Arizona Regulators Reject Exorbitant Solar Fixed Charges
The Arizona Corporation Commission rejected a request today by two Arizona utilities to subject new solar customers to large monthly fixed charges that would undermine the economics of rooftop solar. As part of their recent rate cases, Tucson Electric Power Company (TEP) and UNS Electric sought to stifle the growth of rooftop solar, in part, by requiring new solar customers to pay a monthly Grid Access Charge and an inflated monthly Meter Fee. The Commission rejected the proposed Grid Access Charge after agreeing with Vote Solar, Earthjustice, and other solar advocates that the charge would over-recover costs from new solar customers. The Commission also rejected the utilities’ attempt substantially increase the current Meter Fee and instead adopted Vote Solar’s recommendation for a modest Meter Fee increase.
In addition, the Commission eliminated net metering for new solar customers through the implementation of the Arizona Value of Solar decision that was issued in December 2016. As a result, new solar customers will no longer be compensated for the excess energy they export to the grid at retail rates. Instead, new solar customers will receive a reduced export compensation rate that is based on utility-scale solar prices. Unfortunately, the Commission went above and beyond the harsh methodology put forth in their prior decision to implement an export rate that does not fully value the resource being provided. Existing rooftop solar customers will be grandfathered on to net metering and their current rate design.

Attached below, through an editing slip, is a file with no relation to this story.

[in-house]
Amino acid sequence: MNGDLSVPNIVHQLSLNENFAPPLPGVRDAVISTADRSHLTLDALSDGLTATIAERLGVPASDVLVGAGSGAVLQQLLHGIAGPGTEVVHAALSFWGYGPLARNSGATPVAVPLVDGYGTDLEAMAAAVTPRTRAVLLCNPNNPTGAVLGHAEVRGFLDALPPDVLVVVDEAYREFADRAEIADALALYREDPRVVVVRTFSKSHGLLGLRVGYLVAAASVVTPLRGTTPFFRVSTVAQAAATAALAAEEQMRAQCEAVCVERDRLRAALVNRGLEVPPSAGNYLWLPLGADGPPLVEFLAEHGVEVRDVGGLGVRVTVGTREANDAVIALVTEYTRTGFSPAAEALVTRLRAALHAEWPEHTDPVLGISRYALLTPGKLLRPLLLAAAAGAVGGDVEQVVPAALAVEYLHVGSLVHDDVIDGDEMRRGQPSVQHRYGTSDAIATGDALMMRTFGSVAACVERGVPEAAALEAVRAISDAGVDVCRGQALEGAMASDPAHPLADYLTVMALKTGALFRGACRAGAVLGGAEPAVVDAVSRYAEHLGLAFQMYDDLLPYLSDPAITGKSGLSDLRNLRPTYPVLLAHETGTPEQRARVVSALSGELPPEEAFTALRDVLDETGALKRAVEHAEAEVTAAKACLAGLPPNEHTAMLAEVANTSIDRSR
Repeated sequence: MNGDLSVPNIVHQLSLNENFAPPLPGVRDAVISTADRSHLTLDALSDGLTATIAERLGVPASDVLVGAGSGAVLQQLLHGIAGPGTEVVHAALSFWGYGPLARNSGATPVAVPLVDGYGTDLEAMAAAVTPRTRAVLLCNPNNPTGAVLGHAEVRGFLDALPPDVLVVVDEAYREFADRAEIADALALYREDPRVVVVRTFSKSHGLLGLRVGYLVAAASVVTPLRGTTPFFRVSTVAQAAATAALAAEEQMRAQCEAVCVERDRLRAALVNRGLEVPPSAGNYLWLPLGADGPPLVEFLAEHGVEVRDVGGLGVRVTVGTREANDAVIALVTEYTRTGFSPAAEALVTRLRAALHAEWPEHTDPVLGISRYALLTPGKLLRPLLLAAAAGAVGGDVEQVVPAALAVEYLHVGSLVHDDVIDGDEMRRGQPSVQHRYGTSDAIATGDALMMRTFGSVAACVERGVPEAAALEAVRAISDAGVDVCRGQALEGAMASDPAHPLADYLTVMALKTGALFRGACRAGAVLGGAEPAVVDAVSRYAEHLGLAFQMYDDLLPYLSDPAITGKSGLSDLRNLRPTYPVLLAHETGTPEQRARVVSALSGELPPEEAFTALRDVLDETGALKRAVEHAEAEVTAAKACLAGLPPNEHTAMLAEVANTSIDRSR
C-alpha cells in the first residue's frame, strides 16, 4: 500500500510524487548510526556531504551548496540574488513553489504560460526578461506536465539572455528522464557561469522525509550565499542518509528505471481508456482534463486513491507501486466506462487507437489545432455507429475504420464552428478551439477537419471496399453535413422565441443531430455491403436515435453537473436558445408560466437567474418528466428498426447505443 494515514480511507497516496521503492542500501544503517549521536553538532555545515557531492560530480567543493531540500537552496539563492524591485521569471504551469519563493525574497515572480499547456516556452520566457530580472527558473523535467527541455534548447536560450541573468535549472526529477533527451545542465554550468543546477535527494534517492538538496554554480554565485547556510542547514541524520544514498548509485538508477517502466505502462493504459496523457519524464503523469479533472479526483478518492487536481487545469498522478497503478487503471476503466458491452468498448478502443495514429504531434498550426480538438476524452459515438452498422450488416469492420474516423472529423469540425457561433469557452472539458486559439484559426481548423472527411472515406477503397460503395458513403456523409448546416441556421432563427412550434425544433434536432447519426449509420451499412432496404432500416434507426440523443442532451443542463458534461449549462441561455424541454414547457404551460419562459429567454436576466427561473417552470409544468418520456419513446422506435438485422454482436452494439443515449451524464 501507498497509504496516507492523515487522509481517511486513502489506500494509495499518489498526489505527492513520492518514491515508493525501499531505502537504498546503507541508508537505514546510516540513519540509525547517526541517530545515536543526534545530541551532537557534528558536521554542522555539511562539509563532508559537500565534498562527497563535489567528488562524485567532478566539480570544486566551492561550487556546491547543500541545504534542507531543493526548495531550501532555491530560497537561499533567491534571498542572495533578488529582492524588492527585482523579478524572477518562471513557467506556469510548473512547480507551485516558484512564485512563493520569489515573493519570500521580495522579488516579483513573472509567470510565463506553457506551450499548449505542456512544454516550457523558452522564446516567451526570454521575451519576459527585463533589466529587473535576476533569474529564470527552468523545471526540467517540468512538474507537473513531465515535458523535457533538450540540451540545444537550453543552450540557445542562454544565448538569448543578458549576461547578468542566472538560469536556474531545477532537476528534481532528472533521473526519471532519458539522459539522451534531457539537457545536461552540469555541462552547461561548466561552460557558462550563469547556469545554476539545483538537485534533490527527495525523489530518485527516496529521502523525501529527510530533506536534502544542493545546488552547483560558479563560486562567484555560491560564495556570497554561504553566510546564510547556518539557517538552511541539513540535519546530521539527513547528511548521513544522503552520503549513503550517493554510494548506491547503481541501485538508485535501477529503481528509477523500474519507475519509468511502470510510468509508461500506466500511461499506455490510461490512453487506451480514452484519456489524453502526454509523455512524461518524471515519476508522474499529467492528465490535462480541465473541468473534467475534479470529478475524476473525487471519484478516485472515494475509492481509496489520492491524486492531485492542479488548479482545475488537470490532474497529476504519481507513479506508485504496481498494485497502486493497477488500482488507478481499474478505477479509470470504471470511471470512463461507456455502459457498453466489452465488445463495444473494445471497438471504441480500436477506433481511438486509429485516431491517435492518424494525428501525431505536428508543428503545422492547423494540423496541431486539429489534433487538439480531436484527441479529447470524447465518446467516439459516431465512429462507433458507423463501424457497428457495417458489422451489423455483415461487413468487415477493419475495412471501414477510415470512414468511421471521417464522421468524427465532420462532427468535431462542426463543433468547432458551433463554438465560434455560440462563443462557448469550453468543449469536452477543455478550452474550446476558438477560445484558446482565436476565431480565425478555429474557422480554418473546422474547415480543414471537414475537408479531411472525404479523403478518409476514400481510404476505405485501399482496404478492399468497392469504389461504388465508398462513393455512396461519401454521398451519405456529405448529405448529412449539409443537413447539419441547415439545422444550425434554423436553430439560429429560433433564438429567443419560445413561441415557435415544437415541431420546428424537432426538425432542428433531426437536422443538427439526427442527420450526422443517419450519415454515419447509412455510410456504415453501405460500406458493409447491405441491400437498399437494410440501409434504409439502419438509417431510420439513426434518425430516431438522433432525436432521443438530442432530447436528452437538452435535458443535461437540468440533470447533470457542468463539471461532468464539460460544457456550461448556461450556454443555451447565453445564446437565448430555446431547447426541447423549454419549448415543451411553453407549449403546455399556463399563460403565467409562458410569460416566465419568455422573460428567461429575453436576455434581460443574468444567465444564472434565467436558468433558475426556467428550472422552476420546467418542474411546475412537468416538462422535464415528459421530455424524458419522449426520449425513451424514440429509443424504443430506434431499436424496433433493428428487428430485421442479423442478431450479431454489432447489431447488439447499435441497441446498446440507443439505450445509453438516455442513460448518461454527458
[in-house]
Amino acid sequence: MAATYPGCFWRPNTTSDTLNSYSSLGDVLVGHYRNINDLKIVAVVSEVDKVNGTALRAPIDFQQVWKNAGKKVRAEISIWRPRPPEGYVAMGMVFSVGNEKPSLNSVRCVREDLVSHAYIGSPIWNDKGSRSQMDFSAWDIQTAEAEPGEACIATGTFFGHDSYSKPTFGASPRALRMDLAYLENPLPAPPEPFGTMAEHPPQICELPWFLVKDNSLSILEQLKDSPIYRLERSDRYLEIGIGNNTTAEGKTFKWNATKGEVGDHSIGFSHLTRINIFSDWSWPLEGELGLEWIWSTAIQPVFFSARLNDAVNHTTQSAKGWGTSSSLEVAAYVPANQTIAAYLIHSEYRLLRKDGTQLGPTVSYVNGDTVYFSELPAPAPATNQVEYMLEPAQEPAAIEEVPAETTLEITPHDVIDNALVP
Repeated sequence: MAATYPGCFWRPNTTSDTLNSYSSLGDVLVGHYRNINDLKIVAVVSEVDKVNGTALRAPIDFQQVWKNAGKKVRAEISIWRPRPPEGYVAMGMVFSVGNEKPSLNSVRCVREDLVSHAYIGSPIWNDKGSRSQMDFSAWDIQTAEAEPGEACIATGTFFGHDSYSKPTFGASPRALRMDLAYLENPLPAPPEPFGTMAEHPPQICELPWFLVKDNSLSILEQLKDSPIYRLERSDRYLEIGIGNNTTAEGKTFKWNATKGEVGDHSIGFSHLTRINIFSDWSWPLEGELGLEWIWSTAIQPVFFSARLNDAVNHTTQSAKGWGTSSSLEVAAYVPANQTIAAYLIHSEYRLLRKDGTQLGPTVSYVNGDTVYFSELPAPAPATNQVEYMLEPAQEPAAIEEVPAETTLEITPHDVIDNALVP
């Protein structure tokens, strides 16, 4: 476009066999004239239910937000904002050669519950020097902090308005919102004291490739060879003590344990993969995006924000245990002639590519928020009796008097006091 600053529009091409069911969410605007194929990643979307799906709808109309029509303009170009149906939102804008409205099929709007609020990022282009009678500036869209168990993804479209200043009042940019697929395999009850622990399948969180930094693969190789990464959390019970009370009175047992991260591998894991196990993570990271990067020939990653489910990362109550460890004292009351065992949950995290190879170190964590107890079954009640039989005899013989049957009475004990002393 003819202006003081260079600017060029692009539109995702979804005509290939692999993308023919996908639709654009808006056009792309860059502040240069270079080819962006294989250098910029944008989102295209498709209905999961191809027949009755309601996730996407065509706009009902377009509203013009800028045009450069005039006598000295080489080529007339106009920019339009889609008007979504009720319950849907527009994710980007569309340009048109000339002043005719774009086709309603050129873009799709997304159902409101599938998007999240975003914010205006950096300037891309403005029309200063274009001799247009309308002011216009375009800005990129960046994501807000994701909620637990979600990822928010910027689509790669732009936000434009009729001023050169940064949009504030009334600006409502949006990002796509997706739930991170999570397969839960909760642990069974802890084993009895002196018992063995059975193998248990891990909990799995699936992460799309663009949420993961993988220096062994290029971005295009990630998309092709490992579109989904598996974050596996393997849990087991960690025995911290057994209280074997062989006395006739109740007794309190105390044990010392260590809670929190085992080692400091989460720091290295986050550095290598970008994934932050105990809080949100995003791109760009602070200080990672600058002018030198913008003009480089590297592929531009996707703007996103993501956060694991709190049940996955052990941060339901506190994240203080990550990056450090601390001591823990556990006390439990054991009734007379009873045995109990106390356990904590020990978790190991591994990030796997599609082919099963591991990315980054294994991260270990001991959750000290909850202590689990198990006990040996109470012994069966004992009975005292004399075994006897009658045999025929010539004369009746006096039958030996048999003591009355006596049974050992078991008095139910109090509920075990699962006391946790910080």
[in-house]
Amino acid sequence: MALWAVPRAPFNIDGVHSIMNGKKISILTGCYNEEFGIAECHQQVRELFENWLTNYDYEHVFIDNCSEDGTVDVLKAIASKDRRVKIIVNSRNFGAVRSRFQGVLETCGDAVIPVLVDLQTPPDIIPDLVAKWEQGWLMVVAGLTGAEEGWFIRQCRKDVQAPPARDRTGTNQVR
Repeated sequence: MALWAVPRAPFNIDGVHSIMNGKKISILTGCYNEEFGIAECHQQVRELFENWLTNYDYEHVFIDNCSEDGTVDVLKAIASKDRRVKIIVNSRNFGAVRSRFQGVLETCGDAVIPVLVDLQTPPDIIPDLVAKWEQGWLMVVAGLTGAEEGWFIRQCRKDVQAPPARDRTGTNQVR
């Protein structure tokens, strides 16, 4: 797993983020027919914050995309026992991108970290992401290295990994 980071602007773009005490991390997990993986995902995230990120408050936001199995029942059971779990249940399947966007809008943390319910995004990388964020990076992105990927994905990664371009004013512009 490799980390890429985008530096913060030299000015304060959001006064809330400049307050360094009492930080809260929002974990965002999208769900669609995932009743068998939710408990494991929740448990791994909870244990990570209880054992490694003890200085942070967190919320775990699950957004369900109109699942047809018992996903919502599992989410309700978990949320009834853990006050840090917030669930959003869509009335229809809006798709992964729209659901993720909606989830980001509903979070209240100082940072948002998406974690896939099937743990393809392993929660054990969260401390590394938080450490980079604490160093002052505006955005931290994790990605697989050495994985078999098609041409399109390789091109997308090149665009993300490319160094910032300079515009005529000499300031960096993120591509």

“The utilities’ overly-aggressive proposals would have made rooftop solar uneconomic and halted its growth in southern Arizona,” Earthjustice attorney Michael Hiatt said. “Although today’s net metering decision will unnecessarily chill rooftop solar installations, the Commission’s rejection of excessive solar fixed charges is a win for Arizona families and small businesses who wish to generate their own clean energy.”
“Arizona’s families and businesses should be able to meet their own energy needs with the state’s plentiful sunshine if they so choose,” said Briana Kobor, regulatory director at Vote Solar. “Solar is an investment that supports local jobs, improves energy security and helps build a competitive new energy economy in the state. While today’s decision by the Commission is a missed opportunity for the state to lead, we commend the decision to avoid further penalizing solar customers with additional fees.”